Wildfire Leadership: Presence of Command

I'm a fan of the 60's TV series Green Acres. In the episode "The Ballad of Molly Turgiss", Oliver and Lisa Douglas learn the curse of Molly Turgiss – a woman whom the city has labeled "ugly" who has sworn in her death to haunt anyone who says her name. She made her presence known in a very tangible way, like throwing objects and stealing vehicles.

So why did I choose this episode to blog? I do not approve of the actions of those who judge someone for his appearance, but I am not naive enough to believe that appearance does not matter. In fact, someone recently commented on a Facebook question that size is an issue that they say affects their presence in command. But the outward appearance of a leader only goes "deeply". When we talk about the appearance of a leader, we have to go further than the physical attributes.

I don't want to downplay the importance of the physical; these attributes are important, especially during initial impressions and interviews. But as long as a person maintains good hygiene, most people will eventually go beyond physical attributes.

What does a leader look like?

The answers are as varied as those that answer the question. In her Forbes & # 39; article "Ten Questions to Strengthen Your Presence in Leadership, Carol Kinsey-Goman asks leaders to reflect on the following questions regarding their presence in command. Do you know who you are

  1. Are you a clear communicator?
  2. Are you a concise communicator?
  3. Do you speak with conviction?
  4. Do you tell stories?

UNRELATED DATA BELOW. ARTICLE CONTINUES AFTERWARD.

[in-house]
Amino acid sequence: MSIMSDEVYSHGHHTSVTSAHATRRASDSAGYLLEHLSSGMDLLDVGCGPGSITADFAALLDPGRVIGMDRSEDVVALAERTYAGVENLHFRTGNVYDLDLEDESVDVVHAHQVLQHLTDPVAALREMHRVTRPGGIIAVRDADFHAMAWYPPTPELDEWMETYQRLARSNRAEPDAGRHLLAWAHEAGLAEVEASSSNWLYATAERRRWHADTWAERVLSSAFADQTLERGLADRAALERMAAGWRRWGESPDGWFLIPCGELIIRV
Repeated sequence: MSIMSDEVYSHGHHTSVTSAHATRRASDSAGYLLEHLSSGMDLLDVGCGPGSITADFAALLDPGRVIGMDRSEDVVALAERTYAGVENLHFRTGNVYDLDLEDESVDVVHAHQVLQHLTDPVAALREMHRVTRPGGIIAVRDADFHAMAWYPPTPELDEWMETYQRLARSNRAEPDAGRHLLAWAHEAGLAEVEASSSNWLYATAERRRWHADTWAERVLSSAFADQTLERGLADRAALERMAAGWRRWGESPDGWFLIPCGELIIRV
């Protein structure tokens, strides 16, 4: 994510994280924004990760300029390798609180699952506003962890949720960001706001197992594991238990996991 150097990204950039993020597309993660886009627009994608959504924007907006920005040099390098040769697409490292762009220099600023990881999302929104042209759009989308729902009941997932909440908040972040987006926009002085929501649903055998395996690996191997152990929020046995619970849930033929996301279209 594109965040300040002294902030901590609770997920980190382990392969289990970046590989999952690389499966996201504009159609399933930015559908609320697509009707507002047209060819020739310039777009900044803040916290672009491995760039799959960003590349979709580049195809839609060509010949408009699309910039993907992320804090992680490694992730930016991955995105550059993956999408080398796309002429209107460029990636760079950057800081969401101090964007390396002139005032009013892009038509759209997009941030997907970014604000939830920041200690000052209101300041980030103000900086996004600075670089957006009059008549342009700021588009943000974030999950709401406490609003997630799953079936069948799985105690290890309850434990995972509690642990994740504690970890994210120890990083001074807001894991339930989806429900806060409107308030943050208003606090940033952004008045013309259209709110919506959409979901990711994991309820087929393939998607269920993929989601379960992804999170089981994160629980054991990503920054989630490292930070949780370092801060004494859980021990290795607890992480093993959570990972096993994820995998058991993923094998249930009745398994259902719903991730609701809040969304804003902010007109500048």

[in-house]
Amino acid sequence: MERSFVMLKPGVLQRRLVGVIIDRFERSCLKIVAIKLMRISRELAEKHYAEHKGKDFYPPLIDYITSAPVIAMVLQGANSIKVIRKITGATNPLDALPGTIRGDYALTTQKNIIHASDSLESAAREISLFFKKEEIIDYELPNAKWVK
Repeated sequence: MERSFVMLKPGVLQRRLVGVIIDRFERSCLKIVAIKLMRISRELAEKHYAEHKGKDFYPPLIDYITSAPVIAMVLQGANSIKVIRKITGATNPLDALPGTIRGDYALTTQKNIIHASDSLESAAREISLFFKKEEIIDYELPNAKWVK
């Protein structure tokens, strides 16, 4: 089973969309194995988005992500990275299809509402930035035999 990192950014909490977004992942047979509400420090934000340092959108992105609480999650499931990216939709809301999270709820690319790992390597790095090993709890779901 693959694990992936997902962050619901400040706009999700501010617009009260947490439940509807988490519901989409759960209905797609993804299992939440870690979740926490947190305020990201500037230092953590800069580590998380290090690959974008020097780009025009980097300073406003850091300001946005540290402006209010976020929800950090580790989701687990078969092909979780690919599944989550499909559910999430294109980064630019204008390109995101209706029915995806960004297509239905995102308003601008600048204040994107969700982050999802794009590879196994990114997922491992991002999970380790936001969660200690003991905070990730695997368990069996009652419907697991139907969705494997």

5. Does your body language predict presence?
  6. Do you dress for leadership success?
  7. Do you adapt your content to different audiences?
  8. Do you stay ready and positive under pressure?
  9. Do you have a self promotion plan?
  10. Are you inspiring?

Now back to Molly Turgiss …

We owe it to the mission and to our team to help each other. We need to create leadership environments where constructive criticism and healthy conflict can be expressed. If someone doesn't look like a leader, these concerns can be raised in a safe and healthy way.

*** Spoiler alert ***

In the case of Molly Turgiss, Lisa befriends her and offers to do a makeover if Molly promises to stop haunting the city. Molly accepts Lisa's offer and loves her new look. I am saddened to say that the people of Hooterville got off easily; I'm not sure they learned their lesson. I hope they saw that Lisa was able to show them the error of their ways and free Molly from an eternity of suffering.

Forest fire leadership challenge: digging a little deeper

Pam McDonald is a writer and editor for BLM Wildland Fire Training and Workforce Development and a member of the NWCG Leadership Subcommittee. The expressions are those of the author.

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